The marks are to be compared as they would be encountered in the usual circumstances of trade. In the process of comparison it has to be taken into account that a trademark should not be barred from registration because “unusually stupid people, fools or idiots would be deceived” (Crook’s Trade Mark (1914) 31 RPC 79 at 85). Historically the “ordinary person” test has been applied, namely, the potential purchaser has been assumed to be a person using ordinary care and intelligence who has an ordinary recollection of the mark (Don v Burley (1916) 22 CLR 136 at 140; see discussion in Shanahan, Australian Law of Trade Marks and Passing Off, 2nd edition, 1990, at page 183). It is the perception of marks in the mind of the average consumer of the type of goods or services in question that is decisive (Sabel BV v Puma AG, Rudolf Dassler Sport [1998] RPC 199 at 224). The average consumer of the category of products concerned is deemed to be reasonably well-informed and reasonably observant and circumspect. In this respect it has to be recognized that most people do not have a photographic recollection of the visual details of a mark, but instead remember marks by their general impression, or by some significant detail. This means that when considering whether two marks are sufficiently similar for citation purposes, a detailed comparison or close examination of the marks is not appropriate. Instead it should be assumed that consumers might have an “imperfect recollection” of a mark (Rysta Ltd’s Application (1943) 60 RPC 87 at 108).

As mentioned above the average consumer’s level of attention is likely to vary according to the category of goods or services in question. Accordingly the degree of visual, aural or conceptual similarity between them has to be determined and where appropriate the importance to be attached to those different elements, taking account of the category of goods or services in question and the circumstances in which they are marketed has to be evaluated. (Lloyd Schuhfabrik Meyer & Co. GmbH v Klijsen Handel BV [1999] ETMR 690, paragraphs 26-27). It is important to consider the nature of the goods and/or services and the way that those goods and/or services will be purchased. This is a practical consideration, concerned not with “hypothetical possibilities of deception or confusion but with practical business probabilities”. The risk of confusion must be real rather than fanciful (Pioneer Hi-Bred Corn Company v Hy-Line Chicks Pty Ltd [1978] 2 NZLR 50 at 76 per Richardson J (speaking of section 16); Lancer Trade Mark [1987] RPC 303 at 325).

The degree of similarity of the marks and the degree of similarity of the services must also be considered when assessing the likelihood of deception or confusion. A lesser degree of similarity between the goods or services may be offset by a greater degree of similarity between the marks, and vice versa (Canon Kabushiki Kaisha v MGM Inc. [1999] RPC 117 at 132). The relevant services of both marks are not similar for the reasons stated above. Thus, no likelihood of confusion exists, as both marks look different and sound different, whereas the wording of both trademarks has no ordinary meaning which could be considered in the process of determination of the likelihood of confusion between them.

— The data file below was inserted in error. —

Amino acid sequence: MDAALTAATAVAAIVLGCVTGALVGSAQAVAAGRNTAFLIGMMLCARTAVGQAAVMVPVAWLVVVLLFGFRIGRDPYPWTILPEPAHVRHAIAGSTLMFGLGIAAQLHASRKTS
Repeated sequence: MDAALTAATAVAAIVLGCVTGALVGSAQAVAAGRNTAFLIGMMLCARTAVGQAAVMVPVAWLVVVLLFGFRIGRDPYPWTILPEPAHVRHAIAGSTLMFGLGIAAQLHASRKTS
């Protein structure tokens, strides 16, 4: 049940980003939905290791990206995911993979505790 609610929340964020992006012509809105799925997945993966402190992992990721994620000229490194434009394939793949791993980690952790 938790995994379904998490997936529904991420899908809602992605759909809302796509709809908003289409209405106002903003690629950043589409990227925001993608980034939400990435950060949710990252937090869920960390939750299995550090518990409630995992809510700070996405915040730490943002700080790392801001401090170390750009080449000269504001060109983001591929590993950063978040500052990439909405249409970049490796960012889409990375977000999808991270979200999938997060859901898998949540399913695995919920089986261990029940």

The degrees of aural similarity as well as the degree of visual similarity are the most important aspects. This applies because the respective goods of each trademark are sold via the Internet and via Telephone where they can be requested by the consumers, who will therefore see and hear the marks. Therefore the aural similarity has to be assessed at the foremost. Both terms are provided with a sufficient difference in reference to each of the aspects to avoid confusion. The marks sound different and look different as one of the marks is written in low capital letters whereas the applicant’s mark is written in BLOCK letters and contains a device integral.
If an essential feature of the registered trade mark that is missing in the Conflicting Mark, the marks will not be considered deceptively similar (Global Brand Marketing Inc. v. YD Pty. Ltd. (2008) 76 IPR 161).

The distinctiveness of the respective marks may also be a relevant consideration. It has been held that the more distinctive the earlier mark the greater will be the likelihood of confusion (Sabel BV v Puma AG, Rudolf Dassler Sport [1998] RPC 199 at 224). The visual, aural or conceptual similarity of the marks must be considered on its merits and be assessed by reference to the overall impression given by the marks, bearing in mind, in particular, their distinctive and dominant components. When comparing trademarks it must be also considered whether any of their elements could be deemed descriptive of the kind, quality and/or intended purpose of the goods and/or services. If any element of the trade mark can be considered as being a descriptive or generic term for the goods or services protected, then its importance in the comparison will be diminished. It can be stated that it is accepted that where the marks contain one or two similar elements, but also contain other distinctive elements, this may not be considered enough to create deception or confusion. The Conflicting Mark contains an average amount of distinctiveness, but is not descriptive at all. The same applies for the mark of the applicant. Consequently the likelihood of confusion with other trademarks has to be considered of being unlikely. Indeed some major differences in the spelling and the sound will avoid the likelihood of confusion between both marks. The marks differ significantly in their spelling and sound, which provides a difference between them sufficient to overcome the likelihood of confusion.